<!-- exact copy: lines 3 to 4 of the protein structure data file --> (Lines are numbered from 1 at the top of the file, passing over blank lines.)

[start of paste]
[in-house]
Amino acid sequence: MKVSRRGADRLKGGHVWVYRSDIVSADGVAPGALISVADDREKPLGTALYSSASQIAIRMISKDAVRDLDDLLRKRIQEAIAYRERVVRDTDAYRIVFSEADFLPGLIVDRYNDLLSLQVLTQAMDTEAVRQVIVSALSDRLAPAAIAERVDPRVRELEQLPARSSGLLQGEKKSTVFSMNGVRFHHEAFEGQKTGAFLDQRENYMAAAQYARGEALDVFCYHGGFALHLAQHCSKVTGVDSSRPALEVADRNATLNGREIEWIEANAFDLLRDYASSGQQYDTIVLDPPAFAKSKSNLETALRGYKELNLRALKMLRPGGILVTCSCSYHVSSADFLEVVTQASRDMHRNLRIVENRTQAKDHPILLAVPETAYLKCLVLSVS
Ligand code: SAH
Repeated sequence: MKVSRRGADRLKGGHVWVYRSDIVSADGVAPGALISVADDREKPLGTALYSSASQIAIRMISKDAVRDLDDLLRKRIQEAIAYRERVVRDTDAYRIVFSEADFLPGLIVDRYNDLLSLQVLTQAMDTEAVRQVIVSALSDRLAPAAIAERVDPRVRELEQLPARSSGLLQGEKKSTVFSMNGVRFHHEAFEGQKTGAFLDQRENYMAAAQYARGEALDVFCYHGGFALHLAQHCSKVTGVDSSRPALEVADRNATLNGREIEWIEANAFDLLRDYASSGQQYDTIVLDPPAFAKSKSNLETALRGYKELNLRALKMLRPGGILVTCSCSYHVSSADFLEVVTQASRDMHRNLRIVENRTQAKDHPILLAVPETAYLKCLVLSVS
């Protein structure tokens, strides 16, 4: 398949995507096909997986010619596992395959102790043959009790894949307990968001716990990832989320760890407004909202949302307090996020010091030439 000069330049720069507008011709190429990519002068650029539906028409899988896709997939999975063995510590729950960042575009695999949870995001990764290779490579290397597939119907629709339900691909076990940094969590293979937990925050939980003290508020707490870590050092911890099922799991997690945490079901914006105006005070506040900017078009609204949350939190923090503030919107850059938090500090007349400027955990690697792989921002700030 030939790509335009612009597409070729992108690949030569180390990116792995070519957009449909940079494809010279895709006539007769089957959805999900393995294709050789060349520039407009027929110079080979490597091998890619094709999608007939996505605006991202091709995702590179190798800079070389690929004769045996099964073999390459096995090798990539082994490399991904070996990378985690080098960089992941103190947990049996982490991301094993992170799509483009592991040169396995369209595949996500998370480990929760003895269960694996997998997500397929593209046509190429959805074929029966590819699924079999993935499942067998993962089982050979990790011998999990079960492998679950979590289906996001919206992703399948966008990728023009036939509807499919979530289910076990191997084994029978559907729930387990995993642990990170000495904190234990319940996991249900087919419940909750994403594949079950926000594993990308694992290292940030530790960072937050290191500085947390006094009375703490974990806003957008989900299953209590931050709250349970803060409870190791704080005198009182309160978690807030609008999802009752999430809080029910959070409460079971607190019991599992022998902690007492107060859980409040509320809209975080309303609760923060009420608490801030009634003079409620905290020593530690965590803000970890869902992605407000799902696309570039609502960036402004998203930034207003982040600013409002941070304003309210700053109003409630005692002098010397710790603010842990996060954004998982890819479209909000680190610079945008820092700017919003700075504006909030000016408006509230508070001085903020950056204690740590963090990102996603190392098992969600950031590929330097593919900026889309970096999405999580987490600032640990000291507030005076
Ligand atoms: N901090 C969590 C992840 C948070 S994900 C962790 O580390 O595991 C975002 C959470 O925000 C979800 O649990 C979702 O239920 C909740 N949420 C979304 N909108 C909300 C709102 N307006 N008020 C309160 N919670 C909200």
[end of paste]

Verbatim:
Ligand code: SAH
Repeated sequence: MKVSRRGADRLKGGHVWVYRSDIVSADGVAPGALISVADDREKPLGTALYSSASQIAIRMISKDAVRDLDDLLRKRIQEAIAYRERVVRDTDAYRIVFSEADFLPGLIVDRYNDLLSLQVLTQAMDTEAVRQVIVSALSDRLAPAAIAERVDPRVRELEQLPARSSGLLQGEKKSTVFSMNGVRFHHEAFEGQKTGAFLDQRENYMAAAQYARGEALDVFCYHGGFALHLAQHCSKVTGVDSSRPALEVADRNATLNGREIEWIEANAFDLLRDYASSGQQYDTIVLDPPAFAKSKSNLETALRGYKELNLRALKMLRPGGILVTCSCSYHVSSADFLEVVTQASRDMHRNLRIVENRTQAKDHPILLAVPETAYLKCLVLSVS